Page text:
Anyway, we’ll get back to that later. The book is about your brain on chemicals. Weng makes the argument (and it is not incorrect) that everything we eat or ingest will act on our brain some way as a chemical. And he goes on to talk about several different classes of chemicals, including things like stimulants (cocaine, amphetamine, stuff like that), opiates (morphine, heroin, etc), cannabinoids (marijuana), and others. Each major class gets its own chapter, and Weng throws in anecdotes of people who have performed work in the field, as well as people working on specific aspects of certain drugs in his own laboratory.
All of that is well and good, but there’s a lot of stuff lacking in this book, and it’s mostly in the details. The book provides lots of vague outlines of what drugs do, outlines that, if you were trained in the field (points to self) would make you instantly recognize what the author was talking about. However, if you AREN’T trained in the field (and most people who will read this book probably aren’t) you might be asking for trouble. There are some pictures of some things working, but when Weng describes mechanisms for drugs, there are no pictures, no diagrams, nothing to help you along. The mechanisms, which are incredibly important in how drugs act, are described in the middle of a paragraph and get maybe half a sentence. And, to Sci’s infinite consternation…some of the mechanisms are wrong.
For example, in the chapter on hallucinogens, Weng talks about decreases in serotonin neuron activity in response to hallucinogens and illustrates this decrease as the reason hallucinogens work. Well…yes and no. Hallucinogens like LSD DO act on serotonin 1A receptors, and DO decrease serotonin neuron firing…but that’s not why people have hallucinations. Scientists believe now that hallucinogens produce hallucinations via their actions at the serotonin 2A receptor, which is entirely different and does not control serotonin neuron firing directly. (Yes, this is complicated, for more on the serotonin system, you can see my overview here, it comes with an awesome serotonin tattoo and some illustrations). When I was reading this book, I actually worried that maybe MY information on this subject was wrong (Weng didn’t provide any citations), so I asked a friend of mine, who’s in the hallucinogen field (yes, Sci-bro, people DO study these things all the time), who confirmed what I was thinking, and pointed me to literature on the subject. So…he’s not WRONG exactly…he’s just so vague as to be not entirely right.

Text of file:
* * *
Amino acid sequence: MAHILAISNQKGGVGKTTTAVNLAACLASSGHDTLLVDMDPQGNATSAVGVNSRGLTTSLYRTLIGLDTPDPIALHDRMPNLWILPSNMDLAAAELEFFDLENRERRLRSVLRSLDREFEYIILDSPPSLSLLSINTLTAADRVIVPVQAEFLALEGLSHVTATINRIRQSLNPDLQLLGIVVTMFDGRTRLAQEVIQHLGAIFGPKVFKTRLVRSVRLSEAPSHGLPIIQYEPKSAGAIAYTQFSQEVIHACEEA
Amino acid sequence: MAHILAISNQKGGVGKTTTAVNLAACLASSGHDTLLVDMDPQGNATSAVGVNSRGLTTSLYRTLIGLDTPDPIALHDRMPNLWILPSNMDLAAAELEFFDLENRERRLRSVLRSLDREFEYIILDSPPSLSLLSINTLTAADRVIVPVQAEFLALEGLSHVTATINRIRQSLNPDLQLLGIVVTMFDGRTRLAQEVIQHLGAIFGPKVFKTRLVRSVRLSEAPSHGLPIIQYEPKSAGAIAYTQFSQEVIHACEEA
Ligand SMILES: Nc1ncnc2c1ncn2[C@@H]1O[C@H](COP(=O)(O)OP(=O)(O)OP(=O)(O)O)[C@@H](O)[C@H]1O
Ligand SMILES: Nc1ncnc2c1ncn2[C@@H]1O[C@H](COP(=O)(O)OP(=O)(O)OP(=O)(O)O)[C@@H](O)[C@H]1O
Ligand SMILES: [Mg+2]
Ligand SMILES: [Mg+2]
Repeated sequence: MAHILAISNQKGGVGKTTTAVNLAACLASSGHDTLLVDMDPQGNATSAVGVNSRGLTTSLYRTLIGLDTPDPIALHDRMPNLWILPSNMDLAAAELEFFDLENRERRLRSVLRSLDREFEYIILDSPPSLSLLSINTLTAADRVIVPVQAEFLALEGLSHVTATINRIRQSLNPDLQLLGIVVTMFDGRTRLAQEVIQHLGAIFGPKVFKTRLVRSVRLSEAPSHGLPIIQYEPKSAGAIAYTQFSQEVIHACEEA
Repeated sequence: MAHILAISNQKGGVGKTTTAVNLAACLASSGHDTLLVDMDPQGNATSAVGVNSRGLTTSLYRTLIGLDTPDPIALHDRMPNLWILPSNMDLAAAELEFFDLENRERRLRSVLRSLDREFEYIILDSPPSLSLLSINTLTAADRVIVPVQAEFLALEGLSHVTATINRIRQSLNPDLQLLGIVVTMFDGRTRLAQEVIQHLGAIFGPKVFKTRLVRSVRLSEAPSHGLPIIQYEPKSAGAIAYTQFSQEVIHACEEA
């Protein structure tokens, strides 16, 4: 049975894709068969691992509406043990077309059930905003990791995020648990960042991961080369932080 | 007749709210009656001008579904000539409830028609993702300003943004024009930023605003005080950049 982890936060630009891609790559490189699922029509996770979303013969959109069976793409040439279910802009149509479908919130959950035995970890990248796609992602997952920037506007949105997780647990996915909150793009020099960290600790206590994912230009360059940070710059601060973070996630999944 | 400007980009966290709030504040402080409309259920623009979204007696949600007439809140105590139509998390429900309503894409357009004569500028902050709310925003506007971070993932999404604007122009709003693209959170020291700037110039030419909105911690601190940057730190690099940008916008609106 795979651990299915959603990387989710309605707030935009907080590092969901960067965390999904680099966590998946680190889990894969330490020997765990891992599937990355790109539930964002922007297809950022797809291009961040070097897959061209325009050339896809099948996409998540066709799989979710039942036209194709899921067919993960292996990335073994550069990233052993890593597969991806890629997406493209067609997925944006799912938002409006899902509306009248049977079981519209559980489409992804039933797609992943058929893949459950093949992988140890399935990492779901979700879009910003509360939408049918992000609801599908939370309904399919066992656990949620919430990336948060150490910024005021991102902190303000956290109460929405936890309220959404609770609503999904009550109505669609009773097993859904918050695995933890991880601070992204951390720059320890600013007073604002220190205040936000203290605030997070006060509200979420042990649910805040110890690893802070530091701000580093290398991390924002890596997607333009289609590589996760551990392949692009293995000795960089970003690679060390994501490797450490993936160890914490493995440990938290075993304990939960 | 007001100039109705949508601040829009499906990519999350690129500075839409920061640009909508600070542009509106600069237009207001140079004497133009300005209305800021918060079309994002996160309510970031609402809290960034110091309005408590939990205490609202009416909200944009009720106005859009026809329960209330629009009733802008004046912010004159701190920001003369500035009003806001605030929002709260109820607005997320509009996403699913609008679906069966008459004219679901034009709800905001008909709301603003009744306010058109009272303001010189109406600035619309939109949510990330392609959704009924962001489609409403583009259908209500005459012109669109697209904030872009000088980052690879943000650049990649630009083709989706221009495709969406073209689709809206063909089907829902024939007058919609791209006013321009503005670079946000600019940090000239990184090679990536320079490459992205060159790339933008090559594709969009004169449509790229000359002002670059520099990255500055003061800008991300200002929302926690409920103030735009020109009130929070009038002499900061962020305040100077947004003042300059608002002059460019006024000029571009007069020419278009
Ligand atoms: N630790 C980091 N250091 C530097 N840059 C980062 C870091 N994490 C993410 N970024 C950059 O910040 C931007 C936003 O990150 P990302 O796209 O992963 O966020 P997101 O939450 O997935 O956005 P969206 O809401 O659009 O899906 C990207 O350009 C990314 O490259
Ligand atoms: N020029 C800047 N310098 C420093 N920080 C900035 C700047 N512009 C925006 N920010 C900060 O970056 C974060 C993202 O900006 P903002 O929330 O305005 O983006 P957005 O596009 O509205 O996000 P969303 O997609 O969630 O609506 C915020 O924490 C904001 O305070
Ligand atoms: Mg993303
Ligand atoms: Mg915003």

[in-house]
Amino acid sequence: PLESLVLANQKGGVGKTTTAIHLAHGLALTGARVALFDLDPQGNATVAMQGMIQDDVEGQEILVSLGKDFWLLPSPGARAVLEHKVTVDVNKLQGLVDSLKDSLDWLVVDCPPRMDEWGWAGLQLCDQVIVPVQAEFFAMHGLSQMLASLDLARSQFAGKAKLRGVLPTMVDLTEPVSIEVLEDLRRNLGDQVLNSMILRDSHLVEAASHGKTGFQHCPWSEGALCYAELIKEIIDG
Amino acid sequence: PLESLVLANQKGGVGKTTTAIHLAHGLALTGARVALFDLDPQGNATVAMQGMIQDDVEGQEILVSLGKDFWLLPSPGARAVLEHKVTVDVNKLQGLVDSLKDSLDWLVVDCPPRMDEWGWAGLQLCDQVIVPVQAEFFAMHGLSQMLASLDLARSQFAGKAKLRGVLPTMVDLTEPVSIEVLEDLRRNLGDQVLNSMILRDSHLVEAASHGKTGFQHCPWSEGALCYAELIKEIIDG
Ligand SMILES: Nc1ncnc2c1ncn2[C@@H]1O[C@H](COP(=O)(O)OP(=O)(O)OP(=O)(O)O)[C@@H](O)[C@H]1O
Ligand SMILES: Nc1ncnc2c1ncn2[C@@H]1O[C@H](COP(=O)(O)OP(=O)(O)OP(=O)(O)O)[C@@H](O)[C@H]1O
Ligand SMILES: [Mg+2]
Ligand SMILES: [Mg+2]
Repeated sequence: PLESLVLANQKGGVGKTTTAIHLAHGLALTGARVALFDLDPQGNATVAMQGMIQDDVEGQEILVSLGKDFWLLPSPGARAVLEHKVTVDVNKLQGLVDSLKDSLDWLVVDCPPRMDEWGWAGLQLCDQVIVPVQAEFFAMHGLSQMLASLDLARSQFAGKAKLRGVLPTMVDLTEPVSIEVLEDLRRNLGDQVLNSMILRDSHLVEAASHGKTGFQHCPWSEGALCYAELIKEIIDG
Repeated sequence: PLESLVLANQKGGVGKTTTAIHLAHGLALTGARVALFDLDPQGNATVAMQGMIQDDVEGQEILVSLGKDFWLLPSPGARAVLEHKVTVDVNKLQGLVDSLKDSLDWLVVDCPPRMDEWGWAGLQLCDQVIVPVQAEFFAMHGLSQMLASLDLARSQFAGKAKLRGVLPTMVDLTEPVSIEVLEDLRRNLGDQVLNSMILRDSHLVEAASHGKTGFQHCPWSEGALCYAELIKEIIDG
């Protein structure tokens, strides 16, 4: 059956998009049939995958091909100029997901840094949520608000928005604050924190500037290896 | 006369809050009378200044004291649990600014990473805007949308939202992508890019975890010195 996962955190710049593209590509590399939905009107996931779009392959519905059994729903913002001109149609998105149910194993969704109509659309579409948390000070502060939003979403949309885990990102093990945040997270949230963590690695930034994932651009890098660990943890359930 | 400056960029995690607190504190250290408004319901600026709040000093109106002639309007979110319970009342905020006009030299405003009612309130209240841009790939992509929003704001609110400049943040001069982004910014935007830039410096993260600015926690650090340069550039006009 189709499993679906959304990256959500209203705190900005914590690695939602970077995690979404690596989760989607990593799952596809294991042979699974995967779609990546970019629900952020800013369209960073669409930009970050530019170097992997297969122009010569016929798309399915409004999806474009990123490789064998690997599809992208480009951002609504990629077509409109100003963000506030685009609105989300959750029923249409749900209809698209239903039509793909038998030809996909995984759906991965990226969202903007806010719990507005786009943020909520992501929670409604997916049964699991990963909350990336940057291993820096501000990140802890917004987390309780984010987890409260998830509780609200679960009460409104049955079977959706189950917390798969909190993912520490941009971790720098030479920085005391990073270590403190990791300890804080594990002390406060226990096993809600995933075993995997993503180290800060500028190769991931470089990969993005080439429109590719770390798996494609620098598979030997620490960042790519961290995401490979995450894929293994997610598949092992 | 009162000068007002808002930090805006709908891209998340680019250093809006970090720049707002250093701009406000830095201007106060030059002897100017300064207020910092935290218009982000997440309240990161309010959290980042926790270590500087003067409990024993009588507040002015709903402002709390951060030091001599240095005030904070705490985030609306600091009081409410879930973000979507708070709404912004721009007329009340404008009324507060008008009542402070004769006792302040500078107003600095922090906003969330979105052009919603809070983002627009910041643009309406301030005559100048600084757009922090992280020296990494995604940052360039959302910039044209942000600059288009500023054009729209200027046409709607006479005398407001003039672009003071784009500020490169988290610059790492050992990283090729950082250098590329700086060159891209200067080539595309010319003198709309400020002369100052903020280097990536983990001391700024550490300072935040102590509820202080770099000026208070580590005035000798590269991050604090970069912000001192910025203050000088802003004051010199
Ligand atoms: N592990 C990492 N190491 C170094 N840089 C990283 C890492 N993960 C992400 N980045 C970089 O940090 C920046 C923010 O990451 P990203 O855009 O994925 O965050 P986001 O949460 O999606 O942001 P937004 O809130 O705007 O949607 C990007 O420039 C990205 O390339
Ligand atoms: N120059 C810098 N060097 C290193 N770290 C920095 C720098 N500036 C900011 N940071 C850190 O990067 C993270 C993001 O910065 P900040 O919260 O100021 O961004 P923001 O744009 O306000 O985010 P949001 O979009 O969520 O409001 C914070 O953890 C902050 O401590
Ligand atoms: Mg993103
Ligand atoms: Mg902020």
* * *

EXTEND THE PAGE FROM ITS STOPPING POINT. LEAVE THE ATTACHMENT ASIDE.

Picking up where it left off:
And there’s nothing that gets Sci’s goat quite so much as someone giving out the wrong kinds of information. It’s like the gossip of the science world. (As an aside, Sci is similarly MASSIVELY annoyed when people come up to her saying that they’ve totally read Phillipa Gregory and DIDN’T you KNOW that Mary Boleyn had children by Henry VIII!!!! NO. HE. DIDN’T. Phillipa Gregory is a writer of HISTORICAL FICTION. NOT HISTORY. Reading any of the many many biographies out there on Henry VIII and on Anne Boleyn will tell you that this is totally wrong. ARGH! */rant*)
Of course the serotonin example cited above is not the only one. Sci’s personal moment of head-explodery came when he mentioned off hand that stimulants like Ritalin used for treating ADHD actually made you MORE hyperactive, not less. Why then, is there such a MASSIVE paradox, extensively covered in the literature, about how ADHD medications CALM PEOPLE. The mechanism for this (as far as we know) may be because of low doses of ADHD medications preferentially activating the norepinephrine transporters in the cortex, rather than the dopamine transporters in the striatum, which are hit at higher doses (for more on that, you can see my Ritalin post). Where is he getting this information?